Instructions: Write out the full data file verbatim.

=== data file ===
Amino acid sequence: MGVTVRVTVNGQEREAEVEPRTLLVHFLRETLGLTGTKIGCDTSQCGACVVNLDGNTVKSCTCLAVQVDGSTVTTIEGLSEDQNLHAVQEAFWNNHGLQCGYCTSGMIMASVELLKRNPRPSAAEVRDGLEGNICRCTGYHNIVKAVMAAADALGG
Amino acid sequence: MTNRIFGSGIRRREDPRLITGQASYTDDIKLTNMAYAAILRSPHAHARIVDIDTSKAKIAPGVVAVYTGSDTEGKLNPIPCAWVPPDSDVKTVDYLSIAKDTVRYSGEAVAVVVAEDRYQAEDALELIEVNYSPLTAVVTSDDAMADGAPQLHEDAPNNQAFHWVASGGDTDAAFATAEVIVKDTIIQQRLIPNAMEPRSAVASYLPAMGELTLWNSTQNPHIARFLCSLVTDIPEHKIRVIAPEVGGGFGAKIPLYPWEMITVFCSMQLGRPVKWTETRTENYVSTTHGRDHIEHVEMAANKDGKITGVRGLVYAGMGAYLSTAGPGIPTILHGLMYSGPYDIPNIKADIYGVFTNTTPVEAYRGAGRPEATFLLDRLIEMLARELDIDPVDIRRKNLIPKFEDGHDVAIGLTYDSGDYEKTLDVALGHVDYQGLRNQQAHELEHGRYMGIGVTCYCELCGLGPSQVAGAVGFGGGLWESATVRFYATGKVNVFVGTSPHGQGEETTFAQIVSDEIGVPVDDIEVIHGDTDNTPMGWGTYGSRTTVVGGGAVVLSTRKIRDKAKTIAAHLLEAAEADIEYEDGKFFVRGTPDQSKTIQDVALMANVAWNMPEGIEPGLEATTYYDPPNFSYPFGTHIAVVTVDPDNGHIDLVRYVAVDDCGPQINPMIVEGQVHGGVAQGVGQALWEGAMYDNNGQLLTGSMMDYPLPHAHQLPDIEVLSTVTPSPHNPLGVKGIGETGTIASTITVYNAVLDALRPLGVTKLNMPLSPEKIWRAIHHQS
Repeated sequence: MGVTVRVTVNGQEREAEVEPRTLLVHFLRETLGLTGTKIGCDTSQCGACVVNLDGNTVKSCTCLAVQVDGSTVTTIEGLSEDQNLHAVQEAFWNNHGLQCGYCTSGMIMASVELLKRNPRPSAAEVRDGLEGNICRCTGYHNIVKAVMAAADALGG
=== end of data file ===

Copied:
Amino acid sequence: MGVTVRVTVNGQEREAEVEPRTLLVHFLRETLGLTGTKIGCDTSQCGACVVNLDGNTVKSCTCLAVQVDGSTVTTIEGLSEDQNLHAVQEAFWNNHGLQCGYCTSGMIMASVELLKRNPRPSAAEVRDGLEGNICRCTGYHNIVKAVMAAADALGG
Amino acid sequence: MTNRIFGSGIRRREDPRLITGQASYTDDIKLTNMAYAAILRSPHAHARIVDIDTSKAKIAPGVVAVYTGSDTEGKLNPIPCAWVPPDSDVKTVDYLSIAKDTVRYSGEAVAVVVAEDRYQAEDALELIEVNYSPLTAVVTSDDAMADGAPQLHEDAPNNQAFHWVASGGDTDAAFATAEVIVKDTIIQQRLIPNAMEPRSAVASYLPAMGELTLWNSTQNPHIARFLCSLVTDIPEHKIRVIAPEVGGGFGAKIPLYPWEMITVFCSMQLGRPVKWTETRTENYVSTTHGRDHIEHVEMAANKDGKITGVRGLVYAGMGAYLSTAGPGIPTILHGLMYSGPYDIPNIKADIYGVFTNTTPVEAYRGAGRPEATFLLDRLIEMLARELDIDPVDIRRKNLIPKFEDGHDVAIGLTYDSGDYEKTLDVALGHVDYQGLRNQQAHELEHGRYMGIGVTCYCELCGLGPSQVAGAVGFGGGLWESATVRFYATGKVNVFVGTSPHGQGEETTFAQIVSDEIGVPVDDIEVIHGDTDNTPMGWGTYGSRTTVVGGGAVVLSTRKIRDKAKTIAAHLLEAAEADIEYEDGKFFVRGTPDQSKTIQDVALMANVAWNMPEGIEPGLEATTYYDPPNFSYPFGTHIAVVTVDPDNGHIDLVRYVAVDDCGPQINPMIVEGQVHGGVAQGVGQALWEGAMYDNNGQLLTGSMMDYPLPHAHQLPDIEVLSTVTPSPHNPLGVKGIGETGTIASTITVYNAVLDALRPLGVTKLNMPLSPEKIWRAIHHQS
Repeated sequence: MGVTVRVTVNGQEREAEVEPRTLLVHFLRETLGLTGTKIGCDTSQCGACVVNLDGNTVKSCTCLAVQVDGSTVTTIEGLSEDQNLHAVQEAFWNNHGLQCGYCTSGMIMASVELLKRNPRPSAAEVRDGLEGNICRCTGYHNIVKAVMAAADALGG